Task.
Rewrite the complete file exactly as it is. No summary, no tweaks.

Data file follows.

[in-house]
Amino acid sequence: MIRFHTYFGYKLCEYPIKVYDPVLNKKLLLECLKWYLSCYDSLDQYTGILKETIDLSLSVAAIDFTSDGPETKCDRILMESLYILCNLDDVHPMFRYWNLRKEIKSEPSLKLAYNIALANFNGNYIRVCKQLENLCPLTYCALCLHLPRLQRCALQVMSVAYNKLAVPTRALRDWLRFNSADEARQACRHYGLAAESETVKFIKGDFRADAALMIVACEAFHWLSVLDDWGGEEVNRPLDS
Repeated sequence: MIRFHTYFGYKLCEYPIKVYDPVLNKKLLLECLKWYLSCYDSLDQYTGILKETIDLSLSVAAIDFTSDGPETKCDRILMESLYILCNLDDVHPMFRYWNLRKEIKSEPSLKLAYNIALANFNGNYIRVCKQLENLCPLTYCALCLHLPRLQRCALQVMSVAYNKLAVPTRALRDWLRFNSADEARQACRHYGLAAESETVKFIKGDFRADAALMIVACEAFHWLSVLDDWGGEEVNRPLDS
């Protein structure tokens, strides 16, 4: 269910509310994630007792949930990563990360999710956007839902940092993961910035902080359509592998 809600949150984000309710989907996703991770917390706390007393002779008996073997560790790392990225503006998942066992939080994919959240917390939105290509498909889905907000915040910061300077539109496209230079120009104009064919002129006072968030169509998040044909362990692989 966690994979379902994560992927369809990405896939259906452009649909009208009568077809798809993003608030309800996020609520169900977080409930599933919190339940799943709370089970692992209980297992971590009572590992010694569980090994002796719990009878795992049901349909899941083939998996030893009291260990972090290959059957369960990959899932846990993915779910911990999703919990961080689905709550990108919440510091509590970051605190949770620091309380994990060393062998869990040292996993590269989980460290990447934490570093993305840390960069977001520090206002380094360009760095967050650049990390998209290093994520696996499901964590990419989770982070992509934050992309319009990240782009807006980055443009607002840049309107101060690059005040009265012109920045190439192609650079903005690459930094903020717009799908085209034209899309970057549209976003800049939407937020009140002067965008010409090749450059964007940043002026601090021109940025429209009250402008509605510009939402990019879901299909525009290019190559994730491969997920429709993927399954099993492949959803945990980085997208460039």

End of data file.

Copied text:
[in-house]
Amino acid sequence: MIRFHTYFGYKLCEYPIKVYDPVLNKKLLLECLKWYLSCYDSLDQYTGILKETIDLSLSVAAIDFTSDGPETKCDRILMESLYILCNLDDVHPMFRYWNLRKEIKSEPSLKLAYNIALANFNGNYIRVCKQLENLCPLTYCALCLHLPRLQRCALQVMSVAYNKLAVPTRALRDWLRFNSADEARQACRHYGLAAESETVKFIKGDFRADAALMIVACEAFHWLSVLDDWGGEEVNRPLDS
Repeated sequence: MIRFHTYFGYKLCEYPIKVYDPVLNKKLLLECLKWYLSCYDSLDQYTGILKETIDLSLSVAAIDFTSDGPETKCDRILMESLYILCNLDDVHPMFRYWNLRKEIKSEPSLKLAYNIALANFNGNYIRVCKQLENLCPLTYCALCLHLPRLQRCALQVMSVAYNKLAVPTRALRDWLRFNSADEARQACRHYGLAAESETVKFIKGDFRADAALMIVACEAFHWLSVLDDWGGEEVNRPLDS
């Protein structure tokens, strides 16, 4: 269910509310994630007792949930990563990360999710956007839902940092993961910035902080359509592998 809600949150984000309710989907996703991770917390706390007393002779008996073997560790790392990225503006998942066992939080994919959240917390939105290509498909889905907000915040910061300077539109496209230079120009104009064919002129006072968030169509998040044909362990692989 966690994979379902994560992927369809990405896939259906452009649909009208009568077809798809993003608030309800996020609520169900977080409930599933919190339940799943709370089970692992209980297992971590009572590992010694569980090994002796719990009878795992049901349909899941083939998996030893009291260990972090290959059957369960990959899932846990993915779910911990999703919990961080689905709550990108919440510091509590970051605190949770620091309380994990060393062998869990040292996993590269989980460290990447934490570093993305840390960069977001520090206002380094360009760095967050650049990390998209290093994520696996499901964590990419989770982070992509934050992309319009990240782009807006980055443009607002840049309107101060690059005040009265012109920045190439192609650079903005690459930094903020717009799908085209034209899309970057549209976003800049939407937020009140002067965008010409090749450059964007940043002026601090021109940025429209009250402008509605510009939402990019879901299909525009290019190559994730491969997920429709993927399954099993492949959803945990980085997208460039």